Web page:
Business & Economics Book Reviews (page 176)

NON-FICTION
Released: April 1, 2001

"Interesting profiles, ho-hum analysis."
A by-now familiar study of accomplished, powerful women and their inability to combine high-octane careers with motherhood in the existing corporate culture. Read full book review >
NON-FICTION
Released: April 1, 2001

"A readable, provocative treatise that 'gets outside the box' in a huge way. Timely and inspiring."
Noted eco-designers suggest a paradigm shift in human habits of manufacture and consumption. Read full book review >

A WORKING STIFF’S MANIFESTO by Iain Levison
NON-FICTION
Released: April 1, 2001

"Amusing but punch-less."
A raucous memoir of odd jobs and unhappiness by an author who is more drifter than working stiff. Read full book review >
NON-FICTION
Released: March 1, 2001

"An urgent and cogent (if somewhat breathless) reminder that journalistic ethics must attempt to keep pace with the explosive technological revolution."
Seib (Campaigns and Conscience, not reviewed) examines the professional, commercial, and ethical pressures on the news media exerted by technologies that make the delivery of information both instantaneous and global. Read full book review >
NON-FICTION
Released: March 1, 2001

"A sharp and fascinating account."
Kerr (Lost Japan, not reviewed), one of the West's most astute observers of the Japanese scene, unveils a cultural crisis of mega-proportions that currently grips the island nation like a vise. Read full book review >

FRIEDRICH HAYEK by Alan Ebenstein
BIOGRAPHY & MEMOIR
Released: March 1, 2001

"A solid and serviceable, if somewhat dry, introduction to Hayek's life and work."
An intellectual biography of one of the 20th century's greatest economists. Read full book review >
NON-FICTION
Released: March 1, 2001

"Readers who expect a repeat of the author's lively intellectual romp through WWI are in for a jolt. Packed with charts, graphs, and scholarly economic analysis, this is much heavier going—but those who persist will find a stimulating, well-documented outpouring of controversial ideas."
Does money make the world go round? While conventional wisdom maintains that economics drives all political change from wars to elections to industrial progress, the author casts a skeptical eye. Read full book review >
NON-FICTION
Released: March 1, 2001

"For the academic shopaholic."
A frequently muddled, occasionally intriguing exploration of shoppers and shops from the 19th to the 21st centuries. Read full book review >
MOTHER JONES by Elliott J. Gorn
BIOGRAPHY & MEMOIR
Released: March 1, 2001

"Amid the current concerns over global labor exploitation, this is a timely, unromanticized reminder that human suffering has accompanied industrial change in the past, and that people fought to ameliorate it."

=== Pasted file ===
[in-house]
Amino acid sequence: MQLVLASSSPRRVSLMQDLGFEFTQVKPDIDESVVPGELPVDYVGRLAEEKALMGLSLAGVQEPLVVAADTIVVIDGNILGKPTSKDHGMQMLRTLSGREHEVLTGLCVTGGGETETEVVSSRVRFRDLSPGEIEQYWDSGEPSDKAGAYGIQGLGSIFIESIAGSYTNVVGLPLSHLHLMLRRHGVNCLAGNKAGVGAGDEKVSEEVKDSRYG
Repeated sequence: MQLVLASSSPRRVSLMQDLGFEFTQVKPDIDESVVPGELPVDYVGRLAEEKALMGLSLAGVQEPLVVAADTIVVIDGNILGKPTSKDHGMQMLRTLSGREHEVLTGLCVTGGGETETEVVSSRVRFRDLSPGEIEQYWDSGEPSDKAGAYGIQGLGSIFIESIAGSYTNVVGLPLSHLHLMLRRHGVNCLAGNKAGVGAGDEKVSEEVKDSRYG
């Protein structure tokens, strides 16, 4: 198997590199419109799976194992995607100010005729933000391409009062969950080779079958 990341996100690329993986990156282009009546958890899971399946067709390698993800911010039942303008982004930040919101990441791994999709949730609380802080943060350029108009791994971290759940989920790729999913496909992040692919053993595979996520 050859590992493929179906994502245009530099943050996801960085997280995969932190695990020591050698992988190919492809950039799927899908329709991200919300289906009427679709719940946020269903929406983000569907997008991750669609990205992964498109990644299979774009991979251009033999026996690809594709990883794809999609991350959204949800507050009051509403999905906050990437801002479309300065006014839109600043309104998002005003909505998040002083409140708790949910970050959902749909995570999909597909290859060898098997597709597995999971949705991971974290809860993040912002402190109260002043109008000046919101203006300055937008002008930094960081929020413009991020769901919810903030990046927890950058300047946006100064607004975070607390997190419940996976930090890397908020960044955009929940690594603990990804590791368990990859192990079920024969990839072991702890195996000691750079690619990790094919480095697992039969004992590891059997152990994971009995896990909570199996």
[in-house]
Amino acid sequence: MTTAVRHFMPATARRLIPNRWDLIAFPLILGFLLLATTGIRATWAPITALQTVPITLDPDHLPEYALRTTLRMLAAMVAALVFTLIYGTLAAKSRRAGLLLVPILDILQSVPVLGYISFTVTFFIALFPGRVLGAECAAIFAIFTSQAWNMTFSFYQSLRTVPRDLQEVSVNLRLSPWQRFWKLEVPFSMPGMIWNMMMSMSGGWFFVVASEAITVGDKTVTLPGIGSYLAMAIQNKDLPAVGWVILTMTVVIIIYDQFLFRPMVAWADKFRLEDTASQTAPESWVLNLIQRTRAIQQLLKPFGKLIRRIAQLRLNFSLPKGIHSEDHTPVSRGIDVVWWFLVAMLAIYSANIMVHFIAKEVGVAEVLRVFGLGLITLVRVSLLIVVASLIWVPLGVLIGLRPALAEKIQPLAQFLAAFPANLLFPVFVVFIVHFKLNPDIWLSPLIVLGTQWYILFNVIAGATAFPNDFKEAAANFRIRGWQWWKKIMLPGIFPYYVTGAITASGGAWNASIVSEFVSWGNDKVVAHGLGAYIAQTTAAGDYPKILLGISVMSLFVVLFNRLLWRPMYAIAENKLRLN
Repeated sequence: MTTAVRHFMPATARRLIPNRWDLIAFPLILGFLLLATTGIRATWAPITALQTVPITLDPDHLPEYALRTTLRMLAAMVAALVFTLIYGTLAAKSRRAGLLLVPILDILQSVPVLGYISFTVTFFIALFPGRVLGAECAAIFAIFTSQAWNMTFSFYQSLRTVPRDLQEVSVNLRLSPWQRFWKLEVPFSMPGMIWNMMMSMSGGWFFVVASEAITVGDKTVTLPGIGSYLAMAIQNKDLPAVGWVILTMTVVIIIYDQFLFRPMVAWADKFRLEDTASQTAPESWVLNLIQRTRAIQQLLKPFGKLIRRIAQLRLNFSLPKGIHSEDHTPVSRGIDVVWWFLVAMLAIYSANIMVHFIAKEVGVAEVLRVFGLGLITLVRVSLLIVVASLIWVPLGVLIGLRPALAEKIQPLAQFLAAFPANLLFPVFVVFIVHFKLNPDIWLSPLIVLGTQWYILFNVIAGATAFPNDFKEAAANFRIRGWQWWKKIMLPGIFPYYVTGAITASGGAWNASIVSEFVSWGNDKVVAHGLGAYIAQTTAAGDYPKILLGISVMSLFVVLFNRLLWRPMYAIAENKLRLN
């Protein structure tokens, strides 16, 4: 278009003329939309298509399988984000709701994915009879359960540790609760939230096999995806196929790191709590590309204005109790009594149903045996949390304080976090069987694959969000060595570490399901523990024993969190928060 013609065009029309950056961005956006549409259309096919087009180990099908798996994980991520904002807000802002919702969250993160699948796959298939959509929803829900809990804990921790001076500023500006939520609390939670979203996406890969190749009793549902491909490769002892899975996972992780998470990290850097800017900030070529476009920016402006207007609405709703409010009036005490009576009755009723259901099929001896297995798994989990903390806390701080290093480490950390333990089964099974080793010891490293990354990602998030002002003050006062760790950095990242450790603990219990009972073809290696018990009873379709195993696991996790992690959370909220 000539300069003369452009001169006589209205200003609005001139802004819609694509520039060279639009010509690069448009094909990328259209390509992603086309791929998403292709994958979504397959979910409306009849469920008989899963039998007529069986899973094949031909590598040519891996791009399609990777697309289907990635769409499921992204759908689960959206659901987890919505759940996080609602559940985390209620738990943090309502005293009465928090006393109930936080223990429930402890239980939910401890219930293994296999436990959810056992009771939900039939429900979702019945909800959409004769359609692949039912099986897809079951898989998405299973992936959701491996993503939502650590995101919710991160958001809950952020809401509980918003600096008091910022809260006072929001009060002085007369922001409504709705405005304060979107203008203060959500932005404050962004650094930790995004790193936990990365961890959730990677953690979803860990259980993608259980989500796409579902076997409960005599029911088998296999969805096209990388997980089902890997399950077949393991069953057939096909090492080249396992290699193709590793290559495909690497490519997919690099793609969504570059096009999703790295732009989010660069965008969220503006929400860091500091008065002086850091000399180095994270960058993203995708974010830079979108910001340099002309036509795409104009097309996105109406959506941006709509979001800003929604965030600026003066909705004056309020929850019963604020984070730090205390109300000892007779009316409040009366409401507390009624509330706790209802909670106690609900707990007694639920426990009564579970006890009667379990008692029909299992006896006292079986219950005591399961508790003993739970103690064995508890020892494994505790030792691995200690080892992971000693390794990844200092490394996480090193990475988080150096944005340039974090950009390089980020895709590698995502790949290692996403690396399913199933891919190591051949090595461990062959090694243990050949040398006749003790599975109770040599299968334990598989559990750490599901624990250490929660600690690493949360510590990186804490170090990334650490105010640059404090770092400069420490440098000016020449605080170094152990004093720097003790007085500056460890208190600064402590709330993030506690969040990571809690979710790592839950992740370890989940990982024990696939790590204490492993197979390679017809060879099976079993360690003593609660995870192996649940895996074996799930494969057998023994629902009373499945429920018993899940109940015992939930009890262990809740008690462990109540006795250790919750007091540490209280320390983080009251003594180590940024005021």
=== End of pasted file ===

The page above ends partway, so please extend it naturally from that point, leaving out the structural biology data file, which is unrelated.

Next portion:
A stimulating biography of the pugnacious labor organizer that sheds light on radical movements while questioning the myth-making machine that surrounds great figures. Read full book review >
THE SHORT SWEET DREAM OF EDUARDO GUTIÉRREZ by Jimmy Breslin
BIOGRAPHY & MEMOIR
Released: March 1, 2001

"A straightforward account of an illegal that comments eloquently on the human cost of globalization."
Legendary newspaper columnist and novelist (I Don't Want to Go to Jail, p. 347, etc.) Breslin's revealing and tragic saga of an illegal Mexican worker who perished in a 1999 New York City construction accident. Read full book review >
NON-FICTION
Released: Feb. 15, 2001

"Sowell's economics in a social vacuum is as meaningful as color in the absence of light."
From conservative think-tanker Sowell (The Quest for Cosmic Justice, 1999, etc.), ideological balderdash parading as a disinterested introduction to economics. Read full book review >
NON-FICTION
Released: Feb. 12, 2001

"The dismal science is no longer quite so dismal with the arrival of this wonderfully instructive report."
A smart reporter with an instinctive tilt to the left, Garson (All the Livelong Day, not reviewed, etc.) follows her money around the world in this perceptive financial odyssey. Read full book review >
Kirkus Interview
Katey Sagal
author of GRACE NOTES
April 10, 2017

In her memoir Grace Notes, actress and singer/songwriter Katey Sagal takes you through the highs and lows of her life, from the tragic deaths of her parents to her long years in the Los Angeles rock scene, from being diagnosed with cancer at the age of twenty-eight to getting her big break on the fledgling FOX network as the wise-cracking Peggy Bundy on the beloved sitcom Married…with Children. Sparse and poetic, Grace Notes is an emotionally riveting tale of struggle and success, both professional and personal: Sagal’s path to sobriety; the stillbirth of her first daughter, Ruby; motherhood; the experience of having her third daughter at age 52 with the help of a surrogate; and her lifelong passion for music. “While this book is sure to please the author’s many fans, its thoughtful, no-regrets honesty will no doubt also appeal to readers of Hollywood memoirs seeking substance that goes beyond gossip and name-dropping,” our critic writes. “A candid, reflective memoir.” View video >